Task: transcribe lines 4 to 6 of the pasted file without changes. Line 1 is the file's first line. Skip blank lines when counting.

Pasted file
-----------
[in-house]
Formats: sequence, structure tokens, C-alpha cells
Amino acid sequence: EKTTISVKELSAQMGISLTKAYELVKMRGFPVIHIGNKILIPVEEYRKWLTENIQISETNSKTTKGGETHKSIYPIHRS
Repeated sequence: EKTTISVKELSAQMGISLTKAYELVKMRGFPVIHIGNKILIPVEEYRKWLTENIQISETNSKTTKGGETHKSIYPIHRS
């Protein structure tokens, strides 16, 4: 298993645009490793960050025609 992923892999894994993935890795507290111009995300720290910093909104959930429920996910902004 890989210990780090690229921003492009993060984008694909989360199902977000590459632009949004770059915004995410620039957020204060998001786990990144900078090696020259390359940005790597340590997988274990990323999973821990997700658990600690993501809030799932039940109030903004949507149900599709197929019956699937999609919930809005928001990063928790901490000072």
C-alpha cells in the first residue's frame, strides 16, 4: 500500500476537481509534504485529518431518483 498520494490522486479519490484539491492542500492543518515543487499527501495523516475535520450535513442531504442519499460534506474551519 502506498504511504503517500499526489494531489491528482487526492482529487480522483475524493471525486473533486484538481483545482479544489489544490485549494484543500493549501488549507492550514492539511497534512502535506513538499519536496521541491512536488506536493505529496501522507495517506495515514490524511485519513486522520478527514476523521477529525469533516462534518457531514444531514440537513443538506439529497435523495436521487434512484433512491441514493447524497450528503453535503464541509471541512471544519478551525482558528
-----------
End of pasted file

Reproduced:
Repeated sequence: EKTTISVKELSAQMGISLTKAYELVKMRGFPVIHIGNKILIPVEEYRKWLTENIQISETNSKTTKGGETHKSIYPIHRS
């Protein structure tokens, strides 16, 4: 298993645009490793960050025609 992923892999894994993935890795507290111009995300720290910093909104959930429920996910902004 890989210990780090690229921003492009993060984008694909989360199902977000590459632009949004770059915004995410620039957020204060998001786990990144900078090696020259390359940005790597340590997988274990990323999973821990997700658990600690993501809030799932039940109030903004949507149900599709197929019956699937999609919930809005928001990063928790901490000072």
C-alpha cells in the first residue's frame, strides 16, 4: 500500500476537481509534504485529518431518483 498520494490522486479519490484539491492542500492543518515543487499527501495523516475535520450535513442531504442519499460534506474551519 502506498504511504503517500499526489494531489491528482487526492482529487480522483475524493471525486473533486484538481483545482479544489489544490485549494484543500493549501488549507492550514492539511497534512502535506513538499519536496521541491512536488506536493505529496501522507495517506495515514490524511485519513486522520478527514476523521477529525469533516462534518457531514444531514440537513443538506439529497435523495436521487434512484433512491441514493447524497450528503453535503464541509471541512471544519478551525482558528